Then came the poignant empty spaces. The blank pages her mother had left her to fill. Emma blinked quickly as she touched the gold filigree locket around her neck. She hadn't expected to feel so upset returning home. For months, she had convinced herself that she was coping as she sleepwalked through endless meetings. Countries and hotel rooms kaleidoscoped in her mind. Her hand instinctively fell to the gentle swell of her stomach. Something wonderful, she thought. She pulled a pen from her bag, smoothed her hand over the first clean page, then wrote: "Spain."
SPAIN, SEPTEMBER 1936
Freya huddled in the back of the truck as it bumped along the road toward Madrid, a purple dressing gown tied over her head against the wind.
"Damn," she said under her breath as they hit another pothole and her pen skittered across the page. She hunched over her dog-eared copy of Gone with the Wind, the pages flapping in the breeze.
Spain is quite beautiful as you know, Charles, she wrote to her brother on the blank back page.
You simply must come. Thank you for the fruitcake by the way. It is a boost to get your letters. It seems like a lifetime since people showered us with flowers at Victoria Station as we left—was it only last month? The drive down from the Spanish border was exhilarating. We had the truck loaded up with toffees and liquorice for the children. At every village we passed, they would come running to us. Women pressed oranges and melons on us—Charles you would not believe the bliss of cold melon when your throat is tight and dry from hours on the road.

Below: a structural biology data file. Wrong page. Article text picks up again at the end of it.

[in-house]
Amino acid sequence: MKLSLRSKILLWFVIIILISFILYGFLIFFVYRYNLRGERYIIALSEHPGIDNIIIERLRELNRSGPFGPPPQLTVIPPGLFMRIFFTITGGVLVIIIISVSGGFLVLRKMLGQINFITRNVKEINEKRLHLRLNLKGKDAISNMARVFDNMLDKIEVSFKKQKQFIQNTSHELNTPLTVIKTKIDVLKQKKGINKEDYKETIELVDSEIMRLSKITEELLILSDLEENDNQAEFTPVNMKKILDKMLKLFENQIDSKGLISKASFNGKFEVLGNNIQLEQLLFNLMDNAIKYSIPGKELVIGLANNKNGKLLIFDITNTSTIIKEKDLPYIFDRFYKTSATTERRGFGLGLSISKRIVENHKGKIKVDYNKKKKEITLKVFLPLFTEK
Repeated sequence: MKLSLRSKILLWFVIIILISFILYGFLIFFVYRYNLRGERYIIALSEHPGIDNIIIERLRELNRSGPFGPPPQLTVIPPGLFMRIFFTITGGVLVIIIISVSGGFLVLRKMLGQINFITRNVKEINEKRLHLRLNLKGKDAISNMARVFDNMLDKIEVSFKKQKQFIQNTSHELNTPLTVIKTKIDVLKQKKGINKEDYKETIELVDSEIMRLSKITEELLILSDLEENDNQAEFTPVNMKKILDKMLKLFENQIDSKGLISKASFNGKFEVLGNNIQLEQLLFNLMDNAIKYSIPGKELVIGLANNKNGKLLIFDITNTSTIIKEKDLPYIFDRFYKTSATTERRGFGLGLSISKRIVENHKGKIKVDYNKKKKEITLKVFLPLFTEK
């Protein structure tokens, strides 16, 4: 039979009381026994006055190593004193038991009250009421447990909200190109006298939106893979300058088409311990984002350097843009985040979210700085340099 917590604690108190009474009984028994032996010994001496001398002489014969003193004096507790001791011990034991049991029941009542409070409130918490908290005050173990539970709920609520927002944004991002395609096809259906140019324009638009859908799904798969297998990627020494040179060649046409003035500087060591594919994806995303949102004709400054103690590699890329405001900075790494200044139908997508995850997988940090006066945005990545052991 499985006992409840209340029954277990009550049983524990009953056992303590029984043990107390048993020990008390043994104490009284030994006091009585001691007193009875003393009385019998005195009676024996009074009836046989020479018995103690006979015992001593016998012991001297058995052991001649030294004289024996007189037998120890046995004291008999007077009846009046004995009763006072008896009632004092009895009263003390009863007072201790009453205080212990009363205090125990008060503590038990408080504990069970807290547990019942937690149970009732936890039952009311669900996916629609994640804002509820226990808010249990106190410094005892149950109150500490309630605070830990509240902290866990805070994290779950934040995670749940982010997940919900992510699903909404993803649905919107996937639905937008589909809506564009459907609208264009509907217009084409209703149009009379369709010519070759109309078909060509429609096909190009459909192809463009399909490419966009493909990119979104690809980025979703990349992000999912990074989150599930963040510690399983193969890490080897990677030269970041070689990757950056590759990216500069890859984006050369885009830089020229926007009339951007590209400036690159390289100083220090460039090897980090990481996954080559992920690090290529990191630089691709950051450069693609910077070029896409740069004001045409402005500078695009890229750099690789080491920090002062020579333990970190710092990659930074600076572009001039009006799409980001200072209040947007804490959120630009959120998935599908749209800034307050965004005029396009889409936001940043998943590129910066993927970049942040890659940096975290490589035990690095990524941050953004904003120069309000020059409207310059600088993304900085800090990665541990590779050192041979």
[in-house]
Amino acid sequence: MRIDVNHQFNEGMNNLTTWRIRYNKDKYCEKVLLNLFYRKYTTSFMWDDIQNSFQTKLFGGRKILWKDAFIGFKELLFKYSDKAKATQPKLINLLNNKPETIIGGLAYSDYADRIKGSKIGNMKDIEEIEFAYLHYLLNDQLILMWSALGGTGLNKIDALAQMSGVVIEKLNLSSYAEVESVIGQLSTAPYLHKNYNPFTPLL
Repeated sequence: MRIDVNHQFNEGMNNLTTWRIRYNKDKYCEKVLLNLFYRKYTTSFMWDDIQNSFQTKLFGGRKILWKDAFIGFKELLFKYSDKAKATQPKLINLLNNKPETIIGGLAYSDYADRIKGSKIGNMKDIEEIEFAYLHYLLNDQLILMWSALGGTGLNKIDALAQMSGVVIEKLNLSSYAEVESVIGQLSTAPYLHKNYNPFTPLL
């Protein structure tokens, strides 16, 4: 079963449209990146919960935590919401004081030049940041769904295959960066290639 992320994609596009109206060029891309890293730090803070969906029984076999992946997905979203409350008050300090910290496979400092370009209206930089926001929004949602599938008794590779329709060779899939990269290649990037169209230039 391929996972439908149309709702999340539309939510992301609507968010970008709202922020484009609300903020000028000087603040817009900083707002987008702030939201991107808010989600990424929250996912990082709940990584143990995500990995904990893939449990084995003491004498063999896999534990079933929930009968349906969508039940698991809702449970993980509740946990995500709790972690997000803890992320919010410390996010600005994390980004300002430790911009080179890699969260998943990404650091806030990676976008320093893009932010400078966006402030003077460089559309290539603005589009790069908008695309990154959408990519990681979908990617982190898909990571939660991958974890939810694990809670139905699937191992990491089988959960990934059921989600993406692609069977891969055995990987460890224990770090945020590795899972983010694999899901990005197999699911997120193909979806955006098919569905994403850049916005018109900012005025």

We are desperately short of everything in the hospitals. The nurses are exhausted and hungry all the time, and the winter will be worse, but we mustn't grumble. You would not believe how brave and marvelous the people I am working with are. This poor country. I cannot bear it that this civil war is tearing it in two.
Come, as soon as you can. For the first time, there is only one choice for us. We cannot let the fascists crush democracy here. This is our war too, dear brother—every freedom we hold dear is in peril, and we cannot look away for today the fight is in Spain, but tomorrow it could be on our own doorstep.
The truck shuddered to a halt at the first checkpoint outside the city, and Freya looked up. Vehicles streamed past, and she heard a babble of voices, a phone ringing nonstop in the guardhouse. Freya signed the note quickly and tore out the page, stuffing it in an envelope she had ready to send. She untied the arms of the dressing gown from under her chin, and shook out her bobbed blond hair.
"Salud, compañero!" she called to one of the guards. "The post?"
"He comes soon." The soldier motioned for her to pass him the letter. As the truck pulled away, she thrust it into his outstretched hand.